Sophia Gardens (cricket ground)

Last updated
Sophia Gardens
Cardiff Wales Stadium
Sophia-gardens-cardiff-logo.png
Stadiwm SWALEC.JPG
The Discover Leeks Pavilion
Ground information
Location Cardiff, Wales
Coordinates 51°29′14″N3°11′29″W / 51.48722°N 3.19139°W / 51.48722; -3.19139 Coordinates: 51°29′14″N3°11′29″W / 51.48722°N 3.19139°W / 51.48722; -3.19139
Capacity15,643 [1]
Owner Cardiff City Council
ArchitectHLN Architects [2]
End names
River Taff End SophiaGardensCricketGroundPitchDimensions.svg
Cathedral Road End
International information
First Test8–12 July 2009:
Flag of England.svg  England v Flag of Australia (converted).svg  Australia
Last Test8–11 July 2015:
Flag of England.svg  England v Flag of Australia (converted).svg  Australia
First ODI20 May 1999:
Flag of Australia (converted).svg  Australia v Flag of New Zealand.svg  New Zealand
Last ODI15 June 2019:
Flag of South Africa.svg  South Africa v Flag of Afghanistan.svg  Afghanistan
First T20I5 September 2010:
Flag of England.svg  England v Flag of Pakistan.svg  Pakistan
Last T20I5 May 2019:
Flag of England.svg  England v Flag of Pakistan.svg  Pakistan
Only WODI17 August 2003:
Flag of England.svg  England v Flag of South Africa.svg  South Africa
Only WT20I31 August 2015:
Flag of England.svg  England v Flag of Australia (converted).svg  Australia
Team information
Glamorgan (1967–present)
Welsh Fire (2019–present)
As of 31 August 2020
Source: ESPNcricinfo

The Cardiff Wales Stadium, which is part of Sophia Gardens Cardiff (Welsh : Gerddi Soffia Caerdydd), is a cricket stadium in Cardiff, Wales. It is located in Sophia Gardens on the River Taff. It is home to Glamorgan County Cricket Club and is listed as an international Test cricket venue.

Contents

County cricket

The Cathedral Road End
Sophia Gardens before the redevelopment.jpg
Before the redevelopment
(The Cathedral Road Stand)
Cathedral Road end, SWALEC Stadium, Cardiff, Wales.jpg
After the redevelopment
(renamed the Castell Howell Stand)

The venue is home to Glamorgan County Cricket Club which has played its home matches there since 24 May 1967, [3] after moving away from Cardiff Arms Park. A 125-year lease of the ground was acquired in 1995, with the previous leaseholders, Cardiff Athletic Club, moving its cricket section (Cardiff Cricket Club) to the Diamond Ground in Whitchurch. Beside the cricket ground is the large sports hall complex of the Sport Wales National Centre. Cardiff Corinthians F.C. have previously used the area for football. In July 2007, Glamorgan cricketer Mike Powell was granted his wish to have a rib, removed during surgery, buried at the ground. [4]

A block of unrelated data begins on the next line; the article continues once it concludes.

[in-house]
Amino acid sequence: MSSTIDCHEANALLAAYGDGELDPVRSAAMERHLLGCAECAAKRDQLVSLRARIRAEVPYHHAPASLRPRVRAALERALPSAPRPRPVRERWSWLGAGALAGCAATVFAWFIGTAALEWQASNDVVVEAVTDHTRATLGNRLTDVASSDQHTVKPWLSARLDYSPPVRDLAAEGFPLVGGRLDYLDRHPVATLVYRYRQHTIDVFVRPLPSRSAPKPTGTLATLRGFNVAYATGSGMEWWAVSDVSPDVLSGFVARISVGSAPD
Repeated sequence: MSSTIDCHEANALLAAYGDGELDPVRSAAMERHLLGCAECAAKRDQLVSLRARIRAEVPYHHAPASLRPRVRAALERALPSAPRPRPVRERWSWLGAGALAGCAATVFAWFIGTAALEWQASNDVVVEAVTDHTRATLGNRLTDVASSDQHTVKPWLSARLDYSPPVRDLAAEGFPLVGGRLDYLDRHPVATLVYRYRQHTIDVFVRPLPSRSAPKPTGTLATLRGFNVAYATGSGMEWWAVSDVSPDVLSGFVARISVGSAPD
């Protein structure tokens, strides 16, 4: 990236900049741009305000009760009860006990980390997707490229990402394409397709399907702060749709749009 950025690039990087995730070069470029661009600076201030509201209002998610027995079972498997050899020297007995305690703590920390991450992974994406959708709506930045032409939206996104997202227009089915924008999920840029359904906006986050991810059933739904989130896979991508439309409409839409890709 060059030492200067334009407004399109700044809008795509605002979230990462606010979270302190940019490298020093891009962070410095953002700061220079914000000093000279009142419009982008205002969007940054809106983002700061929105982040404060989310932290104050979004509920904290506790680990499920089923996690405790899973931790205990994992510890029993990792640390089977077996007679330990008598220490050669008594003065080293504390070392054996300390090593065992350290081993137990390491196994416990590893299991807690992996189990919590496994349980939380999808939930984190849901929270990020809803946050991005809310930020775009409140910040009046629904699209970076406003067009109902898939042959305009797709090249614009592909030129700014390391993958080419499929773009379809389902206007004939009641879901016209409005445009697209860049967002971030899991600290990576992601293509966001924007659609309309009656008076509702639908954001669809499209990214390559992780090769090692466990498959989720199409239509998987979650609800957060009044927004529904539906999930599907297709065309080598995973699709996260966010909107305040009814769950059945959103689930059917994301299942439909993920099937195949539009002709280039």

International cricket

Sophia Gardens has been an international cricket venue since 20 May 1999, when it played host to the 1999 Cricket World Cup match between Australia and New Zealand. From 2001 to 2012, the ground was a regular venue for One Day Internationals, hosting nine matches in 12 years, but it was not until 2006 that it hosted its first England match, the first match of the series against Pakistan on 30 August 2006. In 2012, the ground was named as one of three venues for the 2013 ICC Champions Trophy, along with The Oval and Edgbaston; it hosted five matches, including the opener between India and South Africa on 6 June 2013, and the semi-final between India and Sri Lanka on 20 June. [5] The ground also hosted two Twenty20 Internationals between England and Pakistan in September 2010, and it is due to host another against Australia in August 2015. [6]

On 11 April 2008, the England and Wales Cricket Board (ECB) announced that the venue would host a series of major Test matches over the next four years. It would host its first Test match on 8 July 2009 as the opening match of an Ashes series between England and Australia. [7] This made Sophia Gardens the 100th Test match venue. In July 2011, the ECB stripped the ground of its right to host the 2012 West Indies Test because of Glamorgan's late payment of the £2.5 million fee it owed for hosting the 2011 Sri Lanka Test. [8] The ground was originally set to host a Test match against New Zealand in 2013, but this was given up in exchange for the 2013 Champions Trophy. [5] The ground was chosen as the venue for the first Test of the 2015 Ashes series. [9]